“…And so the three non-speaking Carthusian monks who hold the secret formula live up there, in the mountains,” Florence says and waves her hand to the roof of the distillery cave as if there are windows.  The monks.  Suddenly, an awful, touristy thought comes to mind and I think to myself, ‘I must go see these monks that don’t speak’. But of course I say to Florence, ‘Ah, then.  Is the monastery by chance a convenient sojourn so as to peruse the grounds for atmosphere for my forthcoming article?’  She says, “Well, you can only drive your car so far up the mountain and then you must walk the rest of the way so there is no noise in their silent world, and you cannot go inside the monastery, but they don’t mind if you visit the surrounding grounds.”  I think, ‘Goody!  I wanna see my first silent monk up close and in person,’ but I say to Florence, ‘Merci beaucoups, Madame, pour votre assistance.’        



I drive up the twisting mountain road as far as I can go and then park in the small car park. A narrow paved road leads deep into the Chartreuse Mountains.  There is a chill in the air and it is bright, even without the sun.  Velvety moss covers the bark of the forest trees like warm sweaters and a cold-looking, rocky stream races past you.  As, the sounds of car horns and bicycle bells grow more distant, the sound of the birds suddenly become the foreground, the only thing you hear.  After walking about 30 minutes, the monastery comes into view – somber and gray and grand, with its 25-some roof peaks, reaching towards the heavens.  There are 25 souls who live here and yet I see no sign of life.


I sit on a log outside the monastery for a long time, hearing distinctly my every breath, feeling slightly embarrassed with my designer high-heeled gray flannel boots from Bloomingdale’s in New York.  I feel mysteriously religious.  It’s just in the air, thick like a cloud.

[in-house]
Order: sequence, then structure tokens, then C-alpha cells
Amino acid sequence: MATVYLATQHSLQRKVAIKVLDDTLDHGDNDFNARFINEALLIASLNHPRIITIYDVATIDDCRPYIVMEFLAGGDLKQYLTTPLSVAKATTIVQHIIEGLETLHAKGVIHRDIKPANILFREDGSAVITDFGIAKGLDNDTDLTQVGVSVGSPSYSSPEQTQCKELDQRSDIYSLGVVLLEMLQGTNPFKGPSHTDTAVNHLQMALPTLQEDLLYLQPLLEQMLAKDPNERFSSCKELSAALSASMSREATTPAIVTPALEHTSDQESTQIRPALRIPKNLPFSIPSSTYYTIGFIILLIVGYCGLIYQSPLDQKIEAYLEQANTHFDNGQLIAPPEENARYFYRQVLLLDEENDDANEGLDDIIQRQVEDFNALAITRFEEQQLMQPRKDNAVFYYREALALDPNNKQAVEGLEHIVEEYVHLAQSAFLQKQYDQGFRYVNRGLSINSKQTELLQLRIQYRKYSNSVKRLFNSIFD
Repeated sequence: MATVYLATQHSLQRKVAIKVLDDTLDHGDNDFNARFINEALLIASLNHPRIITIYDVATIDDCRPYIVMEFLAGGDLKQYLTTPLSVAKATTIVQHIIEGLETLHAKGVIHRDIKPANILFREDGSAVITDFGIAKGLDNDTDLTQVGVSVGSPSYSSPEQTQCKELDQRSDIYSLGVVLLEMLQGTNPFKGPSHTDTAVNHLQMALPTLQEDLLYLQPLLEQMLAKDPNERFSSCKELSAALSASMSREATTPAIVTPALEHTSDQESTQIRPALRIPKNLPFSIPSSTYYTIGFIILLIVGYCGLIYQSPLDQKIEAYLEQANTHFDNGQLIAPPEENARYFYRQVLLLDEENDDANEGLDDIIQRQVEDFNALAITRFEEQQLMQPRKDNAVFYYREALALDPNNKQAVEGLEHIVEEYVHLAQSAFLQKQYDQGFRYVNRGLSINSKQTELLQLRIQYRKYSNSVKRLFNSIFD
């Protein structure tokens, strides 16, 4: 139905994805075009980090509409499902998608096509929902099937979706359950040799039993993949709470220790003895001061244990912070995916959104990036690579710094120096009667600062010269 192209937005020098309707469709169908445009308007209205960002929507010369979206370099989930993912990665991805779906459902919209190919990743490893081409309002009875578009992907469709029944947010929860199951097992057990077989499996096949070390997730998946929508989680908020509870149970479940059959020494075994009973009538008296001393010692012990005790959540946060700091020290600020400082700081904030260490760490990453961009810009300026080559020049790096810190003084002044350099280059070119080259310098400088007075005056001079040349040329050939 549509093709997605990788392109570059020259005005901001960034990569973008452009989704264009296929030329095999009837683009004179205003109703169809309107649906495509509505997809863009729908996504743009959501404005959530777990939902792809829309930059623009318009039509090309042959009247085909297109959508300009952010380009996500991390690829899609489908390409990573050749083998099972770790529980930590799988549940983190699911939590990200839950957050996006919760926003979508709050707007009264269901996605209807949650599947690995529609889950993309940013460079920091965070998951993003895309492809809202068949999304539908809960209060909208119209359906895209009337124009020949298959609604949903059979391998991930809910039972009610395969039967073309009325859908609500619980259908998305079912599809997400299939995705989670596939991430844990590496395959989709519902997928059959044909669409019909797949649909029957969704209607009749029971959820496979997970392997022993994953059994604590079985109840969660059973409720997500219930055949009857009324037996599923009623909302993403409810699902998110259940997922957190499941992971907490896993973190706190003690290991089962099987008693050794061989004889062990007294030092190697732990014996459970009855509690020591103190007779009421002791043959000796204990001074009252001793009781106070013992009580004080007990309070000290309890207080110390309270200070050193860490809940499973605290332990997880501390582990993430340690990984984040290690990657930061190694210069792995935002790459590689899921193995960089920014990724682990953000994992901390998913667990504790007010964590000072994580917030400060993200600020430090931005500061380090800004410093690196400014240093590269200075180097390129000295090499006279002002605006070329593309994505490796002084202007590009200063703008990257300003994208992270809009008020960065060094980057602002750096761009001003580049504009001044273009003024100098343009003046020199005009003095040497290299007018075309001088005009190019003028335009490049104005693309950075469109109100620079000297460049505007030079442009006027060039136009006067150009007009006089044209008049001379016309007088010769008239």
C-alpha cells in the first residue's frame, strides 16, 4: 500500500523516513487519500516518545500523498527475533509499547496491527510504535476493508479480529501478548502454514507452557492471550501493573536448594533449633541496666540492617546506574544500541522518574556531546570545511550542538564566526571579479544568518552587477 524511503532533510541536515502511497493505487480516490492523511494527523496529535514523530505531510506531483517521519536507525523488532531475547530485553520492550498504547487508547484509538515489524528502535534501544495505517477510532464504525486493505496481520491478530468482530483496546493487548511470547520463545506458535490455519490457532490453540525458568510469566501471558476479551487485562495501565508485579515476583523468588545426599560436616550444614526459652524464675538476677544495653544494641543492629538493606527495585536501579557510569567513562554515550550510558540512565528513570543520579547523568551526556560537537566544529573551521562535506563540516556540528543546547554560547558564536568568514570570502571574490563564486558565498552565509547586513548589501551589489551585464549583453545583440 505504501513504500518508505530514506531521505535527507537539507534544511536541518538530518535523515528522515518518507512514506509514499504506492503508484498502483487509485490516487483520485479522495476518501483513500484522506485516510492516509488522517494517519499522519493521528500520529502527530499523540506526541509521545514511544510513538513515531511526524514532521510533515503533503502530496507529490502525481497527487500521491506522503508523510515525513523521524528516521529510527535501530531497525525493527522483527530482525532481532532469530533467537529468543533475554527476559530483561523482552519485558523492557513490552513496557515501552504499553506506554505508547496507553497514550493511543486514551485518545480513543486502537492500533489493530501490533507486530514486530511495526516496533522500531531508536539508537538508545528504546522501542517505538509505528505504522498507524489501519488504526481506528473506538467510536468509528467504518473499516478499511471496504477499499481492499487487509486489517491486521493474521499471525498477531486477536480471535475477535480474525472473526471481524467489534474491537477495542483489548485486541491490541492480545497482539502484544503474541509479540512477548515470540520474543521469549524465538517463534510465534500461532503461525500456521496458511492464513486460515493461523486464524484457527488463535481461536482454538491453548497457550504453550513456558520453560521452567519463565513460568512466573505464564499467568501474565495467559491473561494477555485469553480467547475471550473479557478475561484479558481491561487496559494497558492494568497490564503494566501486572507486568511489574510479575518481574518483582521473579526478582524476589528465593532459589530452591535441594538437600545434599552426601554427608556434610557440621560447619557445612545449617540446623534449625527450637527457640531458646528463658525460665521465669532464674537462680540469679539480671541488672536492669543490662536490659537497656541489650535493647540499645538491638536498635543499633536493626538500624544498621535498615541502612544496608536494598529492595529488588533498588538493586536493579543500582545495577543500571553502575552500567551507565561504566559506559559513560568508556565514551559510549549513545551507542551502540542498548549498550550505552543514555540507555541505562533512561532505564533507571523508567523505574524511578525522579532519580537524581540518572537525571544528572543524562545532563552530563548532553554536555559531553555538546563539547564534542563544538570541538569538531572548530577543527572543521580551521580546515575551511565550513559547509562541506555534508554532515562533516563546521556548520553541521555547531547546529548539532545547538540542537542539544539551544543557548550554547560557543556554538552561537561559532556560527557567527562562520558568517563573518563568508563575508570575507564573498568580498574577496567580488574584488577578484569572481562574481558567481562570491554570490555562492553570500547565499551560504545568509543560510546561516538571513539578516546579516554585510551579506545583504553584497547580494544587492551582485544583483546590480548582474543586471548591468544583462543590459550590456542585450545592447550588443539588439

Then, I see my monk.  


He turns a corner and slips inside the monastery walls, as if he has just been out on a walk.  He is wearing a full-length cinnamon-colored robe with the hood pulled over his head.  Ever so slightly, he peeks at me sideways through his hood.  His eyes are shadowed so I don’t even get to make contact with a man who doesn’t speak.  You’re dying to yell out ‘Hello’, but, of course, you don’t.


…I fly home to Cleveland, Ohio and crack open a bottle of Chartreuse.  I hesitate as I gaze at the shocking green liquid swirling amongst the ice cubes.  I hesitate because it makes me think of moss-covered trees, mountain meadows and my silent monk.  I take a sip of the sweet stuff and wait for a reaction.


…The nectar runs down my throat and fills me with a burning peace and ancient thoughts, this mysterious elixir of life.


And I daydream of sitting on a pile of pillows with the Queen Mum, sipping a glass of Chartreuse in front of her fireplace, her horses lying at my feet.